Hence, it would be clear from the law settled by the Apex Court that the explanation to Section 13 talks about willful neglect of the petitioner by the respondent in case of desertion. In the present case as well the appellant never bothered about the whereabouts of the respondent husband and hence such conduct of the appellant further strengthens the case of the respondent to claim divorce on the ground of desertion.
14. The court in the case of Adhyatma Bhattar (supra) further observed:
11. This Court in the case of Smt. Rohini Kumari v. Narendra Singh,: [1972]2SCR657 , while considering the case of judicial separation on the ground of desertion under Section 10(1)(a) of the Act read with the Explanation, held:
"...The two elements present on the side of the deserted spouse should be absence of consent and absence of conduct reasonably causing the deserting spouse to form his or her intention to bring cohabitation to an end. The requirement that the deserting spouse must intend to bring cohabitation to an end must be understood to be subject to the qualification that if without just cause or excuse a man persists in doing things which he knows his wife probably will not tolerate and which no ordinary woman would tolerate and then she leaves, he has deserted her whatever his desire or intention may have been. The doctrine of "constructive desertion" is discussed at page 229. It is stated that desertion is not to be tested by merely ascertaining which party left the matrimonial home first. If one spouse is forced by the conduct of the other to leave home it may be that the spouse responsible for the driving out is guilty of desertion. There is no substantial difference between the case of a man who intends to cease cohabitation and leaves the wife and the case of a man who with the same intention compels his wife by his conduct to leave him.
In Lachman Utamchand Kirpalani v. Meena alias Mota, this Court had occasion to consider the true meaning the ambit of Section 10(1)(a) of the Act read with the Explanation. Reference was made in the majority judgment to th e earlier decision in Bipin Chander Jaisinghbhai Shah v. Prabhawati, in which all the English decisions as also the statement contained in authoritative text books were considered. After referring to the two essential conditions, namely, the factum of physical separation and the animus deserendi which meant the intention to bring the cohabitation permanently to an end as also the two elements so far as the deserted spouse was concerned i.e.(1) the absence of consent and (2) absence of conduct giving reasonable cause to the spouse leaving the matrimonial home to form the intention aforesaid, it was observed while examining how desertion might come to an end:
"In the first place, there must be conduct on the part of the deserted spouse which affords just and reasonable cause for the deserting spouse not to seek reconciliation and which absolves her from her continuing obligation to return to the matrimonial home. In this one has to be regard to the conduct of the deserted spouse. But there is one other matter which is also of equal importance, that  is, that the conduct of the deserted spouse should have had such an impact on the mind of the deserting spouse that in fact it causes her to continue to live apart and thus continue the desertion. But where however, on the facts it is clear that the conduct of the deserted spouse has had no such effect on the mind of the deserting spouse there is no rule of law that desertion terminates by reason of the conduct of the deserted spouse."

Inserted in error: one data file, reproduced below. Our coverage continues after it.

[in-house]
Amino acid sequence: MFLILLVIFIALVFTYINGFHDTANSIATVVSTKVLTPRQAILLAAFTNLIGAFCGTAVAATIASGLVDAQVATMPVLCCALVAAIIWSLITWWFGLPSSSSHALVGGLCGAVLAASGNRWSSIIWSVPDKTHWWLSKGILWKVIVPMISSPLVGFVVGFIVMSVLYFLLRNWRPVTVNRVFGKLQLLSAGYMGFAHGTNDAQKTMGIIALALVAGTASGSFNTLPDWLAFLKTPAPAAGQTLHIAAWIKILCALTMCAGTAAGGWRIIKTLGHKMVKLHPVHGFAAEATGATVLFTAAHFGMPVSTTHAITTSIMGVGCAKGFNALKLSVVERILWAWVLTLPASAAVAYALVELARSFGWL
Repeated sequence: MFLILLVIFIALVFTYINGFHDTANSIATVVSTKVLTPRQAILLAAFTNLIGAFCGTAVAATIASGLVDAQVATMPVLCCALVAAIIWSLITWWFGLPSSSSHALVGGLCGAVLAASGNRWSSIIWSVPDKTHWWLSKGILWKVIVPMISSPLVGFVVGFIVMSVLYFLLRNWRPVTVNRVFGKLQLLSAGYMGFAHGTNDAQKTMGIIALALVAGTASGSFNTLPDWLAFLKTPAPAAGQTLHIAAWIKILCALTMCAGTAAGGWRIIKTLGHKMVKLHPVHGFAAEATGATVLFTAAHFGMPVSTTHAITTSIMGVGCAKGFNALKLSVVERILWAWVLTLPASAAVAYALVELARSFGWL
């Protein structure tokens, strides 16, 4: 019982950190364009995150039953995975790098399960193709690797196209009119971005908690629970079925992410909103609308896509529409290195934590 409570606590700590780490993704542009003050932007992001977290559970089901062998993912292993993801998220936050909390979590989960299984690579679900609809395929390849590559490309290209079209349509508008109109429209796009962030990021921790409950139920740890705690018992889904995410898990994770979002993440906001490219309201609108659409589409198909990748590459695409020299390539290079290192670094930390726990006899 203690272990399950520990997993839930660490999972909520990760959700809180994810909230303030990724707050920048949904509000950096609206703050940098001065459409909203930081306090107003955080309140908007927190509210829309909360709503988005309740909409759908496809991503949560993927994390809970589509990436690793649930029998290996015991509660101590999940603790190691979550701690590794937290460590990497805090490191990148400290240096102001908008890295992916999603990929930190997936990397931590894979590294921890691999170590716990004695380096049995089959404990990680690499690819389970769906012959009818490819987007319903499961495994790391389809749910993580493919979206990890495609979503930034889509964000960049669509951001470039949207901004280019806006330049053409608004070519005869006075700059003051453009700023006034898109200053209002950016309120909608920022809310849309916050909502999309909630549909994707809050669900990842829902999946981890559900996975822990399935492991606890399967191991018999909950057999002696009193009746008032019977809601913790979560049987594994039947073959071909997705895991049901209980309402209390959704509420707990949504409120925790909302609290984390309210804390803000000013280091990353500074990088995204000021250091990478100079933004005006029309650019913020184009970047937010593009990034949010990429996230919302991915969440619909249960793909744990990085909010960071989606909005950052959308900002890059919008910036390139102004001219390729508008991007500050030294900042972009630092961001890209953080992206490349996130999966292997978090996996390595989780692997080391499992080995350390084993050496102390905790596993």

Hence in the face of the above settled law, it is evident that the conduct of the respondent in visiting the appellant at Munirka would not dislodge the fact of desertion. 
16. Before parting with the judgment, this court is constrained to observe that this is an unfortunate case where the parties have spent more than half of their lives in the alleys of the courts. Marriage is a union where the husband and wife spend their entire life building a bond of trust, love and friendship which would be their support during the last years of their lives. Having the other spouse by the side at the fag end, to cherish the moments of their times spent together, is an asset which clearly the parties were devoid of in the present case. The parties were involved in mud slinging at each other for so many years that they did not realize that they would not have the time to start their lives afresh. At this juncture of 80 years, the appellant wanted the decree of divorce to be set aside which made me inquisitive to know the reason behind it. Was it because that the appellant wanted to be a legally wedded wife till her last breath with the pride of the red vermillion adorning her or was it because she had her eyes on the enrichments that would ensue if she still has the status of the wife of the respondent or was it because there was nothing but pure vengeance to settle the score with the respondent that propelled the appellant to fight this arduous legal battle when practically her marital life turned catastrophic long back. However, the answer to this is still shrouded in mystery. In any case, the irresistible conclusion is that it is a dead and ominous marriage, and adjudicating it has led this court to have a grave concern over the time taken to decide matrimonial cases. This court would not shy away from observing that the years which should have been spent by the parties to start on a clean slate have been spent with the lawyers and in the court rooms. When parties approach the portals of law for dissolving their matrimony, it should be the endeavour of the courts to expeditiously decide these matters so that parties can get on with carving out their future plans. But more often the situation arises, like in the present case, that the grueling litigative voyage leaves the parties helpless and hapless. The vicious circle of litigation has contributed to the demise of their hopes, promises and dreams. This case has indeed left me with a bitter aftertaste.